Andrew Wyeth called Hardie Gramatky one of America’s 20 greatest watercolorists. Parents called him a gifted author and illustrator; his “Little Toot” books kept kids entertained for hours.
Westporters called him “neighbor.”
Though world-renowned, Gramatky loved painting local scenes. Compo Beach was a special place for him and his family. In 1971 he produced a watercolor called “Compo Beach Figures.”
After winning an award in 1974, the work was purchased by Joan Neff and Fred Shearer. In 1979 they presented it to the town of Westport, as a gift.
Three months later, Gramatky died of cancer.
Now, a limited edition giclée — a high-quality lithograph printed on heavy watercolor paper, with a look and feel identical to the original painting — is available for purchase. Gramatky’s family will donate net proceeds to the Westport Schools Permanent Art Collection, which owns several of his works.
That’s a great reason to order one ($200 unframed; $350 with a walnut or gold wood frame). “They make great holiday gifts” is another reason.
That’s the background on “Compo Beach Figures.” But Linda Smith — Gramatky’s daughter — wants to know more.
She’d love to find out about Neff and Shearer, the couple who gave the painting to the town. She’d also like to find out who posed for the paintings.
Meanwhile, for a close-up look at “Compo Beach Figures,” visit the Westport Historical Society. It’s one of 45 Westport works on display there through January 4.
(To order a giclée, click here — then scroll down. For more information, email: firstname.lastname@example.org. To answer Linda Gramatky Smith’s questions, email: email@example.com,)
I have one of his drawing.
Love that picture. It was in the Selectman’s Office for years. I always enjoyed looking at it when I worked at Town Hall. How lucky we were to have such great talent in our Town.
Questions can also be directed to firstname.lastname@example.org
We can also supply photos of the 2 frames types, if you request.
Indeed, the original art watercolor hung above Pat Scully’s desk in teh Selectman’s office for many years and she received this giclee as a gift from the Westport Arts Advisory Committee as a thank you for her many years of service to Westport.
Also, It was lovely to receive this note today. This is exactly why we wanted to share THIS image with the community.
“We are longtime lovers of Compo Beach having lived over sixty years in Westport. Our five children were schooled and raised here; my husband and I worked in the community. We have good reason to be grateful to the schools and to our town’s devotion to the arts”
Thanks, Dan, for sharing the story about this special watercolor & giclée. I am hoping that someone who reads your blog will remember Joan Neff and Fred Shearer and be able to tell us a bit about them. My dad loved Westport so much and would have been an avid reader of “06880” IF he were alive today. What intrigues me about the watercolor is that many times he painted Compo Beach in the summer, but for many of us who love to walk on the beach during all seasons, this shows families enjoying picking up shells and fishermen working and people exercising even when the temperatures have fallen. The giclées are printed on heavy watercolor paper, so they look exactly like the watercolor when framed, and all the profits from sales go to benefit Westport children who have over 1,500 original pieces of artwork in their schools. Perhaps they will be artists themselves when they grow up!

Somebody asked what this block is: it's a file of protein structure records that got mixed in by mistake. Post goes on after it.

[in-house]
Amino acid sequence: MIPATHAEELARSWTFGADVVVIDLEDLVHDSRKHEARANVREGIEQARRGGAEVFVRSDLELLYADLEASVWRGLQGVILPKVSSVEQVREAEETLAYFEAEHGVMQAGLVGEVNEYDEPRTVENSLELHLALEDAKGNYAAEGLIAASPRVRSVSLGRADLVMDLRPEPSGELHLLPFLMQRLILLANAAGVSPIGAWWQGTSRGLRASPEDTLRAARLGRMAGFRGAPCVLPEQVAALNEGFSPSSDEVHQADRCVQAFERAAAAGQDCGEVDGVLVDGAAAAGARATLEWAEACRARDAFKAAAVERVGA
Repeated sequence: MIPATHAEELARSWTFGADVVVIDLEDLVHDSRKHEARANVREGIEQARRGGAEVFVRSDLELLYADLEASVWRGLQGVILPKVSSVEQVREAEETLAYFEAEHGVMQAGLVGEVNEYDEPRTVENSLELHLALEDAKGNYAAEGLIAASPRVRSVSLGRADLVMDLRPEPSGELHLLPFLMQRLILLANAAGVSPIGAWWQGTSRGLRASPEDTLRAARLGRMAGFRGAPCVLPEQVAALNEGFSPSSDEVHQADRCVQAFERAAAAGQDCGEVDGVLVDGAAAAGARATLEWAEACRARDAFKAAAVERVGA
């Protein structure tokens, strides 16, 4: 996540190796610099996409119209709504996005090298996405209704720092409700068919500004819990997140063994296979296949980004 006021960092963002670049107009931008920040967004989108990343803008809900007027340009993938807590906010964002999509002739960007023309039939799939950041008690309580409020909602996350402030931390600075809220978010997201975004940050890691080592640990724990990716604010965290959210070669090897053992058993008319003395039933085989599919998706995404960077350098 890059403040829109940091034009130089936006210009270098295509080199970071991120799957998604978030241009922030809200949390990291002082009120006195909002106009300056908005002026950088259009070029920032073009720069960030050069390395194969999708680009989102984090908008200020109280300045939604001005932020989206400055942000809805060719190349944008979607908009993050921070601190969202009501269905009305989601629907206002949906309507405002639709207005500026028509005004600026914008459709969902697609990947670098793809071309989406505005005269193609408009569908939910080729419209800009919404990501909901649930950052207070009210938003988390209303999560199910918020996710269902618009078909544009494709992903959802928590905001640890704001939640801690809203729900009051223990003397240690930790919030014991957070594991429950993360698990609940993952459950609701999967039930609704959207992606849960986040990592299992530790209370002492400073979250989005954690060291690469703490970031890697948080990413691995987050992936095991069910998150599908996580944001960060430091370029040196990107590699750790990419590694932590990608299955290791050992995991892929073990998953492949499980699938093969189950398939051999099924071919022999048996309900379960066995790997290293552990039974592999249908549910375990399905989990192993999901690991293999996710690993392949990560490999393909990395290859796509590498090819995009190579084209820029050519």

Scott Shearer, ’70, was a teammate on the Staples soccer squad. Perhaps Fred is a relative of his.
Thanks, Fred! I just wrote an email to Scott so hope to hear from him. The era is certainly right. 🙂
Is there an outlet in town where we can purchase and pick-up the giclee in person? (I have some problems with having the item shipped.)
Thanks for asking, Joyce, and by now you have purchased one to be framed tomorrow and back in time for Christmas. Yes, both unframed and framed are available to be picked up in Westport.
I recall a school assembly or a library assembly at Kings Highway in the very early to mid 70’s a man coming to school and drawing “Little Toot”…. I believe it was then framed and was hung on the wall at Kings Highway…. wonder what happened to that piece of art
You’re all going to be tired of my comments. 🙁 But, Richard, yes that was my dad and he loved giving “chalk talks” in the area schools as well as around the country. I think there were four or five pastel drawings done that day by my dad (Hardie Gramatky) and for years they hung in the main office at Kings Highway. But then they were absorbed into the Westport Schools Permanent Art Collection and are now hanging in the hallway right across from the Saugatuck Elementary main office. Maybe you can find an excuse to go into Saugatuck and ask to see them. Everyone seems to love them!
I see no trees with Christmas lights since they were taken out a while ago, just go to main street in New Canaan and see the beautiful lights it is magical.
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